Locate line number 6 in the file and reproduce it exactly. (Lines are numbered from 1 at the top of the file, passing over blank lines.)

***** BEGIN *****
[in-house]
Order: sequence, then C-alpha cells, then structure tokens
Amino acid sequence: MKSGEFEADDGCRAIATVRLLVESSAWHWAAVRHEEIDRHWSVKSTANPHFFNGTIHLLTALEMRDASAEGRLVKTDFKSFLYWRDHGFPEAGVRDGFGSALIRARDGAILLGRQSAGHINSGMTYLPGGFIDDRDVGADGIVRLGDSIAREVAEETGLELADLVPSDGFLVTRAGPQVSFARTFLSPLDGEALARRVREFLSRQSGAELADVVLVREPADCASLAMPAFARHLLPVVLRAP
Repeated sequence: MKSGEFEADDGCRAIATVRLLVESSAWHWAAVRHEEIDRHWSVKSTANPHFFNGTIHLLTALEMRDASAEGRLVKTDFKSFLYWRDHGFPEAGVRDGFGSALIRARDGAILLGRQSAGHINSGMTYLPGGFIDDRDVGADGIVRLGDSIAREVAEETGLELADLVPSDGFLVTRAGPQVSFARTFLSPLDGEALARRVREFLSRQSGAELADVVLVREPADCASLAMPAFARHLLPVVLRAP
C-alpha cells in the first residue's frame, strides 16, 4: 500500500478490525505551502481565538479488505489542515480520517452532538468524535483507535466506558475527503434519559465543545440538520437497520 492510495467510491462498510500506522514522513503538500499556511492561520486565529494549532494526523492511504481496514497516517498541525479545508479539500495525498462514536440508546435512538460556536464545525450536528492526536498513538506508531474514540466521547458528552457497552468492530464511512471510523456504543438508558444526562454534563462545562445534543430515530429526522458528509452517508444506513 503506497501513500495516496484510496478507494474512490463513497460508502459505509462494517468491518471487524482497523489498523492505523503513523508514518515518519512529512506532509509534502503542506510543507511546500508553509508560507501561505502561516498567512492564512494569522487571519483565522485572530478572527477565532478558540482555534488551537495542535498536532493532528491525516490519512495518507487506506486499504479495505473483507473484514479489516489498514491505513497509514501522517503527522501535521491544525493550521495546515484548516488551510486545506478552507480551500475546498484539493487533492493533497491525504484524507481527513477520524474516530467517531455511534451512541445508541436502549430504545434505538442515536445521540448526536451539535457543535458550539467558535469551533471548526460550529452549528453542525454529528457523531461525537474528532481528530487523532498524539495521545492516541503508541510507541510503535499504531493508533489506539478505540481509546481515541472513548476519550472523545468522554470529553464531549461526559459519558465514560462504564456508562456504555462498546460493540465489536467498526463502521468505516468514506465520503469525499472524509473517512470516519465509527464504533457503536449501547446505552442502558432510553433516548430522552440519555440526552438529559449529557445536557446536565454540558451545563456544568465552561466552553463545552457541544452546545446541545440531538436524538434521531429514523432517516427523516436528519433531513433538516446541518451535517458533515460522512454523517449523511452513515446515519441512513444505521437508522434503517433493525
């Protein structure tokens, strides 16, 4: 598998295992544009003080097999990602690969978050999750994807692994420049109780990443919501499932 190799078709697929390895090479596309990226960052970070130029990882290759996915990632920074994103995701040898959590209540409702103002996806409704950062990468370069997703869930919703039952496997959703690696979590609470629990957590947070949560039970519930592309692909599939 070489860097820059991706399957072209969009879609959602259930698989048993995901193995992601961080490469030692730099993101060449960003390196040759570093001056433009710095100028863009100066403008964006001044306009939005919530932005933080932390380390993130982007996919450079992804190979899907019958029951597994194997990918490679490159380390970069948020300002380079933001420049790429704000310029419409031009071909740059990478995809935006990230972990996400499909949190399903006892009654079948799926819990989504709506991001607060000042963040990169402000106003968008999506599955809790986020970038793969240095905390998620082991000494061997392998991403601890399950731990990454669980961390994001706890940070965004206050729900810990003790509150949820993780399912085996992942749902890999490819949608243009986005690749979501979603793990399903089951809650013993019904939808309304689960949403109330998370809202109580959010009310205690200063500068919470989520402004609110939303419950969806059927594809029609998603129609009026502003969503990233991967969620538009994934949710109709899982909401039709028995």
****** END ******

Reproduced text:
């Protein structure tokens, strides 16, 4: 598998295992544009003080097999990602690969978050999750994807692994420049109780990443919501499932 190799078709697929390895090479596309990226960052970070130029990882290759996915990632920074994103995701040898959590209540409702103002996806409704950062990468370069997703869930919703039952496997959703690696979590609470629990957590947070949560039970519930592309692909599939 070489860097820059991706399957072209969009879609959602259930698989048993995901193995992601961080490469030692730099993101060449960003390196040759570093001056433009710095100028863009100066403008964006001044306009939005919530932005933080932390380390993130982007996919450079992804190979899907019958029951597994194997990918490679490159380390970069948020300002380079933001420049790429704000310029419409031009071909740059990478995809935006990230972990996400499909949190399903006892009654079948799926819990989504709506991001607060000042963040990169402000106003968008999506599955809790986020970038793969240095905390998620082991000494061997392998991403601890399950731990990454669980961390994001706890940070965004206050729900810990003790509150949820993780399912085996992942749902890999490819949608243009986005690749979501979603793990399903089951809650013993019904939808309304689960949403109330998370809202109580959010009310205690200063500068919470989520402004609110939303419950969806059927594809029609998603129609009026502003969503990233991967969620538009994934949710109709899982909401039709028995």